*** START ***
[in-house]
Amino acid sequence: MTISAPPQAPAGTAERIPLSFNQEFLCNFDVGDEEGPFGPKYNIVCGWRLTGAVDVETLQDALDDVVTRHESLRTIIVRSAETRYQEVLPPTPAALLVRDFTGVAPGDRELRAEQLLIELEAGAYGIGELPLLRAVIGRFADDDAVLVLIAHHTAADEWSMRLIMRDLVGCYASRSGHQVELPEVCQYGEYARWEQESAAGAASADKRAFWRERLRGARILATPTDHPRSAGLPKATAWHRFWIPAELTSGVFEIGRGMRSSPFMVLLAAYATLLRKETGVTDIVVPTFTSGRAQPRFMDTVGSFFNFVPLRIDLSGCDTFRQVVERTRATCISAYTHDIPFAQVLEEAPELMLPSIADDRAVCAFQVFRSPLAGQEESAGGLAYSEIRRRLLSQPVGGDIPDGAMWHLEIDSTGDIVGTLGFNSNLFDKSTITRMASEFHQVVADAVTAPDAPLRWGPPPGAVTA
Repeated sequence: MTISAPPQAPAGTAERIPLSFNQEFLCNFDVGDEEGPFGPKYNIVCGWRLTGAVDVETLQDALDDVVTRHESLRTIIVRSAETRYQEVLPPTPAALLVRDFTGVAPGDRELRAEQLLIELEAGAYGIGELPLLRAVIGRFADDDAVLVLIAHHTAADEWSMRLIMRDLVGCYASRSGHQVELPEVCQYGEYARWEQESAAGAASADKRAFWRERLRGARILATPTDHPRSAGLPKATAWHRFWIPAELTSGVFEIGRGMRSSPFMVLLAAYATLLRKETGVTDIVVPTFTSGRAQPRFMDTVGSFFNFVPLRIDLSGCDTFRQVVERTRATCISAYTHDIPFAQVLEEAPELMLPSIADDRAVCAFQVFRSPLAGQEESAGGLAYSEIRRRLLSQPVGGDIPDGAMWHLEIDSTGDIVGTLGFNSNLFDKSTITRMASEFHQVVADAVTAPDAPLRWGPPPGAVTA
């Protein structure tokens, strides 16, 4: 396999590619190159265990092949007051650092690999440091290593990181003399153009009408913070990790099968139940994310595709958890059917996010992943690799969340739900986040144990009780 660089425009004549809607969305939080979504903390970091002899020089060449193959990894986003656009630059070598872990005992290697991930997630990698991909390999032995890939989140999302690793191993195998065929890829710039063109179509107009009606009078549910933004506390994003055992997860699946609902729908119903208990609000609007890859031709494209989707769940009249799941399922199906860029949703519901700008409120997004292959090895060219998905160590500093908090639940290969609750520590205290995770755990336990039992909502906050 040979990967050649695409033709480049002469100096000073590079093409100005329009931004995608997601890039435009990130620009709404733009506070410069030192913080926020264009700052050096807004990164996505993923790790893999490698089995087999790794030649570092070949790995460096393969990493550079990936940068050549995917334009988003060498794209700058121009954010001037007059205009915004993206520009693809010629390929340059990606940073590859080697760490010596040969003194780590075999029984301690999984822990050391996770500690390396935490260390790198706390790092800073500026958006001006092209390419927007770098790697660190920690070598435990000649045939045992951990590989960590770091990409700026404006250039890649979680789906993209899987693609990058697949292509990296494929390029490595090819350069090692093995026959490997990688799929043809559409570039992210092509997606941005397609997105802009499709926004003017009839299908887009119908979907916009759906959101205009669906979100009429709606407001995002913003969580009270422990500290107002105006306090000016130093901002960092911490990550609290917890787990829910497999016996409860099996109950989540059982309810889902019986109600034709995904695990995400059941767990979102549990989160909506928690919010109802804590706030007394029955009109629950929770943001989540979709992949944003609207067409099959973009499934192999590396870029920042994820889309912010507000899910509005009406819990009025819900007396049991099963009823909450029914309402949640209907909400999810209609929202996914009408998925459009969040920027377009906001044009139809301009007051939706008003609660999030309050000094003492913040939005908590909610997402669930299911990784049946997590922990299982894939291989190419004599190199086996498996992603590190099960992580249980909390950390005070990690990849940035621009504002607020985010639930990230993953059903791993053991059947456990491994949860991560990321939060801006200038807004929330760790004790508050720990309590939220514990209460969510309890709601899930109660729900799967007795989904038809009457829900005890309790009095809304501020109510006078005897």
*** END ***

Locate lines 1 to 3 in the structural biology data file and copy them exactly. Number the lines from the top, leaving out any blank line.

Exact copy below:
[in-house]
Amino acid sequence: MTISAPPQAPAGTAERIPLSFNQEFLCNFDVGDEEGPFGPKYNIVCGWRLTGAVDVETLQDALDDVVTRHESLRTIIVRSAETRYQEVLPPTPAALLVRDFTGVAPGDRELRAEQLLIELEAGAYGIGELPLLRAVIGRFADDDAVLVLIAHHTAADEWSMRLIMRDLVGCYASRSGHQVELPEVCQYGEYARWEQESAAGAASADKRAFWRERLRGARILATPTDHPRSAGLPKATAWHRFWIPAELTSGVFEIGRGMRSSPFMVLLAAYATLLRKETGVTDIVVPTFTSGRAQPRFMDTVGSFFNFVPLRIDLSGCDTFRQVVERTRATCISAYTHDIPFAQVLEEAPELMLPSIADDRAVCAFQVFRSPLAGQEESAGGLAYSEIRRRLLSQPVGGDIPDGAMWHLEIDSTGDIVGTLGFNSNLFDKSTITRMASEFHQVVADAVTAPDAPLRWGPPPGAVTA
Repeated sequence: MTISAPPQAPAGTAERIPLSFNQEFLCNFDVGDEEGPFGPKYNIVCGWRLTGAVDVETLQDALDDVVTRHESLRTIIVRSAETRYQEVLPPTPAALLVRDFTGVAPGDRELRAEQLLIELEAGAYGIGELPLLRAVIGRFADDDAVLVLIAHHTAADEWSMRLIMRDLVGCYASRSGHQVELPEVCQYGEYARWEQESAAGAASADKRAFWRERLRGARILATPTDHPRSAGLPKATAWHRFWIPAELTSGVFEIGRGMRSSPFMVLLAAYATLLRKETGVTDIVVPTFTSGRAQPRFMDTVGSFFNFVPLRIDLSGCDTFRQVVERTRATCISAYTHDIPFAQVLEEAPELMLPSIADDRAVCAFQVFRSPLAGQEESAGGLAYSEIRRRLLSQPVGGDIPDGAMWHLEIDSTGDIVGTLGFNSNLFDKSTITRMASEFHQVVADAVTAPDAPLRWGPPPGAVTA